As anglers, we know that fishing is now an inspirational pastime, profession, and pursuit. But it’s been capturing the imaginations of artists and writers since time immemorial as well? We’ve got the pictures to prove it.
We scoured the British Library archives and dipped our toe in dusty corners of the internet to bring you photos, drawings and sketches of angling in times gone by.
The English riverbanks of old
Taken from a 1885 tome on English landscape, the scene in this vintage picture will be familiar to many anglers. The calm, serene country setting, the solitary angler in pursuit of his quarry. This could very well be an illustration of a picturesque English river today.
Another recognisable scene – it seems that anglers back in the day were just as conscious of the need to give an angler space on the riverbank as we are now. It’s good angling etiquette, to be sure. But it also helps you avoid a swift hook to the face!
Looking at this picture, we can’t help being a little nostalgic for the old days. His exclamation of “Oh! I say, you know” perfectly conjures up the English gentleman of yore. A similar scenario has probably taken place on many 21st century riverbanks, although the language would have been more… colourful.
Some pretty big fish
These Canadian fishermen from 1889 have caught some salmon that anglers today would be proud to call their own. Armed with hooks and rods, and a simple canoe, they prove that time out on the water is always well-spent, especially if you take big fish like those back to the shore with you.
But those salmon pale in comparison to this big fish. Tapping into some deep fear of what lies beneath, this 1891 picture shows a giant fish avoiding the hook and heading straight for the man-sized snack instead…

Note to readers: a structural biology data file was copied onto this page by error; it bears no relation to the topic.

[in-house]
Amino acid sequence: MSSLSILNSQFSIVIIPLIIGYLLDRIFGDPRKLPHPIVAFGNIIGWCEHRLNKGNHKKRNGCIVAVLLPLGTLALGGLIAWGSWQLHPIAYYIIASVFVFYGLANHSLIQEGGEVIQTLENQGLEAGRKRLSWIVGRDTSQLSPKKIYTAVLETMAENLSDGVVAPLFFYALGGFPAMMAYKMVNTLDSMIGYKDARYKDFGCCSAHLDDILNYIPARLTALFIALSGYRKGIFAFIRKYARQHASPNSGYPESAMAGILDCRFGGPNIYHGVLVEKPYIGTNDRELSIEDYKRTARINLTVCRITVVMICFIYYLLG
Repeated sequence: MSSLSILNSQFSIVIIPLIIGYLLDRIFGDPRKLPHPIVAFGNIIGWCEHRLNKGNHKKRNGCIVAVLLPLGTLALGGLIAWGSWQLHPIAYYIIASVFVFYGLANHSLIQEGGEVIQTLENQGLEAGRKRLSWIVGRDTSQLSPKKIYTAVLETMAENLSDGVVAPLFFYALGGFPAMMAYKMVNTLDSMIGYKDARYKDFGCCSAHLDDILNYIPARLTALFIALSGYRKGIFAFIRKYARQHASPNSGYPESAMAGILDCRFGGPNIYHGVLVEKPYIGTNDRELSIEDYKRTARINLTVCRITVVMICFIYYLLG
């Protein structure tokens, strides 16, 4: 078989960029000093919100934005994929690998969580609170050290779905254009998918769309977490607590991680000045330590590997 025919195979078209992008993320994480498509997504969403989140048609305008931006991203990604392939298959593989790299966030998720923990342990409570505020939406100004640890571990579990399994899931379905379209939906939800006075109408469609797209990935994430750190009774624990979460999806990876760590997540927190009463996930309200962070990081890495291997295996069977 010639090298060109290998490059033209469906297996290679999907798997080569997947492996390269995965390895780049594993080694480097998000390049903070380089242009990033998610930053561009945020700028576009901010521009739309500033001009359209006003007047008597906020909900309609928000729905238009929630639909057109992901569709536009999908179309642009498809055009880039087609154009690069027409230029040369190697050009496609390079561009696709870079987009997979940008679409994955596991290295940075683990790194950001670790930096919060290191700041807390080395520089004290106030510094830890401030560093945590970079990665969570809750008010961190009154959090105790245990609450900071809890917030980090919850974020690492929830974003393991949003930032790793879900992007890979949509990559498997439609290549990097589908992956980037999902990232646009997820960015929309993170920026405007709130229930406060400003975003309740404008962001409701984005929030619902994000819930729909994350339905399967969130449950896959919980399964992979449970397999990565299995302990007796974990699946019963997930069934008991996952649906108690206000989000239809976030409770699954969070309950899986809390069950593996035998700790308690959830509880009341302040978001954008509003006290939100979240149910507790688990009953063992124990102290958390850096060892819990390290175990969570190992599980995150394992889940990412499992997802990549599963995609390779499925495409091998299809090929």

Thankfully the giant fish in this picture chose to snack on other fish, rather than the fishermen. Titled “Big Fishes Eat Little Fishes”, this is a picture of Pieter Bruegel the Elder’s engraving, which currently resides in the British Museum. It’s a manic explosion of fish that dates all the way back to the 16th century. Can you imagine dragging that beast to the shore? The catch of a lifetime!
Author of The Old Man and The Sea, Ernest Hemingway, was obviously no stranger to big fish, as this picture of him with his family and four huge marlin attests. Although Pieter Bruegel the Elder’s fish (above) was something plucked from an artist’s imagination, this picture, taken in 1935, shows that there really are some big fish lurking beneath the waves.
Nightmarish and celestial anglers
We don’t know about you, but some depictions of fishing and fishermen are best left in dusty books. How terrifying would this “Red Fisherman” from the 1880s be, if encountered riverside? Although, if we look a bit closer, it does bear a remarkable resemblance to some of the grumpy, early morning faces we’ve seen on the river. Before the strong tea kicks in, of course.
Moving swiftly on from the stuff of anglers’ nightmares to more celestial figures. We found that there are plenty of cherubic anglers in vintage pictures, like this one from 1891. These innocent figures are casually reeling in a pretty enormous fish with effortless ease. It’s alright for some, huh? Especially when they have heavenly powers on their side.
Looking on the lighter side
But, for the rest of us mortal anglers, it takes a bit more work to reel in a big catch! This comic sketch from the 19th century goes to show that vintage angling pictures aren’t all serious. Drawn in 1898, this sketch shows the fun side of angling. Not to mention depicting man’s eternal struggle to catch that elusive, big fish.
Hard work pays off
But sometimes a bit of hard work pays off, as this woman shows with her impressive catch. A picture from the more recent past, her fishing gear is a bit more snazzy than some of the earlier images, but you can see that the satisfaction of a good day’s work is the same.
There’s nothing like a blast from the past to make you appreciate how good angling is today. And how we’re all part of a long, proud tradition of people who love nothing more than to head out to the water with our fishing tackle.
Have you got any vintage photos of your family members out on the river? Or, like Richard Handel of UK Carp & Coarse Fishing, do you have some old school pictures from your own angling library? Share them with us on our Facebook page.